Cook Inlet panorama : Lines, fields and arrays
I've got a rather scary commission coming up in four weeks time: to make a panorama of the Cook Inlet in Alaska, two and a half weeks to complete and show the work.
My basic idea is to do another paper based panorama, with a lot of quick studies of dynamic components in the landscape like wind, light, cloud, tide, moon, snow/rain etc. But, while I love the working qualities of paper, charcoal and paint, work on paper is static and the landscape never is. This time I'd really like to make a drawing that tries to describe the changes, the dynamic agents in the landscape itself.
I have no idea how we are going to achieve this which is why I'm lucky to be collaborating with someone who works in Anchorage. He has a science background, but we seem to have the trick of listening to each other carefully, so our differences of viewpoint don't seem to matter at all. His idea is that we make up a layered view across Fire Island which can eventually be web based and somehow related to live shots. One of his jobs was to develop ways of displaying complex underground geology that could only ever be measured indirectly. We both realised that these surfaces were just like a landscape drawing except I use eye/hand instead of a seismograph. His language is mathematics and mine definitely isn't. The only maths that ever made sense to me were pictures and patterns (tesselations, platonic solids, magic squares). Numbers have never had an abstract life for me and neither have words - I can only write this stuff if I believe I'm talking to somebody. My dear friend and collaborator can use mathematics as a speculative and descriptive tool that I can only understand by telling myself it's "like drawing". He'd call that that activity "visualising data".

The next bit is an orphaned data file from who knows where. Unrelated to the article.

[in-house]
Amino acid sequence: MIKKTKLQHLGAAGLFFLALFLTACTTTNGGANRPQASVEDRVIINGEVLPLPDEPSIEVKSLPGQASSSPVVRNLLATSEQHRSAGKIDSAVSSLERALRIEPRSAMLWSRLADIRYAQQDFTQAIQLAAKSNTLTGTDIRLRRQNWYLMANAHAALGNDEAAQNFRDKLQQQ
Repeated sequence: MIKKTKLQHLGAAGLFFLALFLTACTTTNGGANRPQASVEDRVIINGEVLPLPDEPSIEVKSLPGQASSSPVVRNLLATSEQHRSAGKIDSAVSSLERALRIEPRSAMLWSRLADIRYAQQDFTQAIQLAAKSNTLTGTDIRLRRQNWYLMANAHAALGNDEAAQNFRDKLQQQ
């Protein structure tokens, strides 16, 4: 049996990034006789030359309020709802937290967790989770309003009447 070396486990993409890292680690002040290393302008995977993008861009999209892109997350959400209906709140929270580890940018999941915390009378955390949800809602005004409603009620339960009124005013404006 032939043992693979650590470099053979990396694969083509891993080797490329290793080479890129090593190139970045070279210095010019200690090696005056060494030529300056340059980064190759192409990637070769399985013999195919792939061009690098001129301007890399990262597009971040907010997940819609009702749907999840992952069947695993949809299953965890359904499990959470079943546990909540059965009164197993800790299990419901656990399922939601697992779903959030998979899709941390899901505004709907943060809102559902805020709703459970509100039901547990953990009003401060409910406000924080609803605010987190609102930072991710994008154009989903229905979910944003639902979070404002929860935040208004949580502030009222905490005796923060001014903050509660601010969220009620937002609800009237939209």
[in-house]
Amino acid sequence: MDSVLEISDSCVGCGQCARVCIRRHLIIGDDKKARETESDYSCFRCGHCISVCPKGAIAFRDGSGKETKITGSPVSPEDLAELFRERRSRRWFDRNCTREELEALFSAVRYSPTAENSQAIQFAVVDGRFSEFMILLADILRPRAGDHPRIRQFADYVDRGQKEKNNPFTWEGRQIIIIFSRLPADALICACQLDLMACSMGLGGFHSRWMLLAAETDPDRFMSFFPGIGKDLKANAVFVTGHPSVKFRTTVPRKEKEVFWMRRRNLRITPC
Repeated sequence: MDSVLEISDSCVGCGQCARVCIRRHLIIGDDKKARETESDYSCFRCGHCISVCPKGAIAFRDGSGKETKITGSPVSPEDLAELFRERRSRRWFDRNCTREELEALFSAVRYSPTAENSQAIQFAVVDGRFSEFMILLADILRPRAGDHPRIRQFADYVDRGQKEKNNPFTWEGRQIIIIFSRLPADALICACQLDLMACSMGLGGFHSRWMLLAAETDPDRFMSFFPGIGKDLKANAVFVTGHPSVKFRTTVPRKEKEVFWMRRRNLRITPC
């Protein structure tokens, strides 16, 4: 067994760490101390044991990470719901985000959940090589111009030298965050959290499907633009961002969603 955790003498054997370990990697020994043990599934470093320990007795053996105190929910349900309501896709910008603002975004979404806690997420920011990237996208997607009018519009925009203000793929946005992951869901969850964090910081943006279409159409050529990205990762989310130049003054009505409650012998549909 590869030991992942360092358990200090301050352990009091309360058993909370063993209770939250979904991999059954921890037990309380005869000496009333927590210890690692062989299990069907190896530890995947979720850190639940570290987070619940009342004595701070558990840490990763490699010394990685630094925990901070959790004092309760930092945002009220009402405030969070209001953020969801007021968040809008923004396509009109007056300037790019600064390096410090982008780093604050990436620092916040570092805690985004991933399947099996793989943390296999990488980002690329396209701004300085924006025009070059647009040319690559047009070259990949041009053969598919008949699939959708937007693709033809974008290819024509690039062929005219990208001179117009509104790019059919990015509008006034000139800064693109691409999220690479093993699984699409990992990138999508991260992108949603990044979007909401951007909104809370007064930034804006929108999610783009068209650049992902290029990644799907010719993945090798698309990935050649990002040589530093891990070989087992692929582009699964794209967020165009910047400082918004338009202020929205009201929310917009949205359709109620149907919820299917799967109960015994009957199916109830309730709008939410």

So this commission will try to find out how much "like drawing" visualising data actually is. Time for some lists :
Drawing on paper : Good for simply and quickly recording subtle and emotional responses to the felt and the seen moment. Bad for accurate description of changes in observer and observed, unless you do an animation.
Numerical arrays (values for light direction and intensity, wind speed and direction ) THese columns of figures are good, as all lists are, for recording change, for accurately spotting trends and cyclical changes. They are bad for getting any complete picture unless you are trained to read numbers. Any list of numbers, however accurate, struggles to convey a sense of place or moment, which is very bad if you are trying to visualise a landscape.